Ellis’s dialogue is also perfect, realistic sounding in the way that only masters can pull off. Bateman seems normal, until he drops some weird, murderous reference with the same casual ease he drops them into his narration. Make no doubt about it, Patrick Bateman is an unreliable narrator. Can we take anything he says at face value, anything beyond the sharp, constant hell he finds existence to be?
There is no exit.
Bonus: Movie Review: American Psycho (2000)
After reading this book, I decided to revisit the movie version for the first time in almost twenty years. WIth a screenplay by director Mary Harron and actress Guinevere Turner, the American Psycho movie hews very close ot the book, even using language direct from the book for the bulk of its dialogue and voice-over narration (it’s that good), albeit in different order. Some scenes are changed–in particular, Patrick’s first date with Jean, Patrick’s date with the model, the whole “chainsaw” thing which isn’t in the book, the events of the chapter called “Chase, Manhattan” are truncated, and lots of stuff is left out–but these are actually good choices that make a pretty unfilmable book into a good movie.
The thing is, the movie is nowhere near as graphically violent as the novel: there is violence and blood, but most of the actual act of killing is not shown. Second, as Ellis himself pointed out in criticising the movie, film is visual and as such the ambiguity you are left with at the end of the novel doesn’t translate as well into film; in other words, the movie leaves a far stronger impression that it’s all in Patrick’s head.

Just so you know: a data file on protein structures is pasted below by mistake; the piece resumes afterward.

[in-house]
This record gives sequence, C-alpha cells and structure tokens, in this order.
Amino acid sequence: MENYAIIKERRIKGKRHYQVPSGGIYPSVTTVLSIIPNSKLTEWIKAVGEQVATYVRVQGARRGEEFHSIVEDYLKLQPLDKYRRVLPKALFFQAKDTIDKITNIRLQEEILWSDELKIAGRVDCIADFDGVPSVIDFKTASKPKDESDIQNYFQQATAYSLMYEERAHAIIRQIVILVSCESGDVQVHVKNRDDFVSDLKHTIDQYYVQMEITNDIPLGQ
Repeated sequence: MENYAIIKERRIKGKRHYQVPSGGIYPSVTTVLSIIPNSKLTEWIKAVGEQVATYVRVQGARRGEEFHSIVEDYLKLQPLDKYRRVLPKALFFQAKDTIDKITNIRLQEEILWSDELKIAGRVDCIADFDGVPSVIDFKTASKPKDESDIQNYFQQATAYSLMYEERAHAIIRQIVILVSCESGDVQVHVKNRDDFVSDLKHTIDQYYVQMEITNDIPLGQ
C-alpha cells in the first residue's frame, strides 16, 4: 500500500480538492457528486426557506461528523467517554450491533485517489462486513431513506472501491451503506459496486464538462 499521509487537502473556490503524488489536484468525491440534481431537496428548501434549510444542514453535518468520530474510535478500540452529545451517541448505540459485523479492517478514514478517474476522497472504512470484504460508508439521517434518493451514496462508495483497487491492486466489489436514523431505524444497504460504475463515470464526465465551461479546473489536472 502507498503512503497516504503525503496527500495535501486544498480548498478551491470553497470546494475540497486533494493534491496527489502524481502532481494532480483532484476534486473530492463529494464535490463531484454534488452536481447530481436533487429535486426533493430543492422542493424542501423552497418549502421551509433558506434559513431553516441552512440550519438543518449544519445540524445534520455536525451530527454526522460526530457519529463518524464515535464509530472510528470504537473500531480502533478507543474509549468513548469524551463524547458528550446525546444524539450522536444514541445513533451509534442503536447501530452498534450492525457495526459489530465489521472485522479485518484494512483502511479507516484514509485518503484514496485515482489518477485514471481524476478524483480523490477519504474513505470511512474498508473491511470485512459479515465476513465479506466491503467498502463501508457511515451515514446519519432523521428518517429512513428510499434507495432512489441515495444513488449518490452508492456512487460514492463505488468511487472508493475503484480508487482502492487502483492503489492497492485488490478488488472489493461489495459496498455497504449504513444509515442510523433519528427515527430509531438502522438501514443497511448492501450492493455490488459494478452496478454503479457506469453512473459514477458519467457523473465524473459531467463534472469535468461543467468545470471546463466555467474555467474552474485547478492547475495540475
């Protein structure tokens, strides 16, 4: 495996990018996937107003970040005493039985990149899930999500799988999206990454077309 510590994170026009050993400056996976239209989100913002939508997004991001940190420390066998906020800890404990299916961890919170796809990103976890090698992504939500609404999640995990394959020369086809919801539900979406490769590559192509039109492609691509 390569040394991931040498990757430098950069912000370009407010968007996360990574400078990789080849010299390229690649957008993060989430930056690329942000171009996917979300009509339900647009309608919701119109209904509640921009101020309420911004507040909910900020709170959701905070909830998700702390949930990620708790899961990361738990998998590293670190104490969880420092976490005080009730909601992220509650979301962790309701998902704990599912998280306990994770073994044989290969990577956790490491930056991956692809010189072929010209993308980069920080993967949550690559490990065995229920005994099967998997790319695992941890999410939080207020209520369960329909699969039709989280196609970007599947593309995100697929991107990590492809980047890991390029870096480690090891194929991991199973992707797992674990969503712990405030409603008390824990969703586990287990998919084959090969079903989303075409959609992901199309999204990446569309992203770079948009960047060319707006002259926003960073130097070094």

This is not to say the movie version is bad. Far from it! It’s funny. Harron turns American Psycho into a dark comedy/slasher flick, emphasizing the book’s satirical elements over the psychological ones. Christian Bale is stunningly perfect as Bateman, giving a controlled performance of a man struggling to keep it all in and pass for human . . . until his frenzy takes over. The other actors are fine as well: Willem Dafoe as Detective Kimball, Josh Lucas and Justin Theroux as two of Patrick’s louche comrades, Jared Leto as Paul Allen (who is Paul Owen in the book), Chloe Sevingy as Jean, Reese Witherspoon as Evelyn . . . the entire cast does a bang-up job. The sets recreate 1980s New York City, the fashion and music are spot on (though the same INXS song that plays in every club in the book isn’t played here), and the film has some indefinable quality that makes it eminently rewatchable. This explains why we must’ve watched it ten times in college.
I don’t know how a film with such ugly subject matter makes me want to watch it again even though I just watched it two nights ago. Maybe because it, and everyone in it, looks so good. This also explains why I absolutely see myself rereading the book at some point in the not-too-distant future.
Abandon hope all ye who enter here.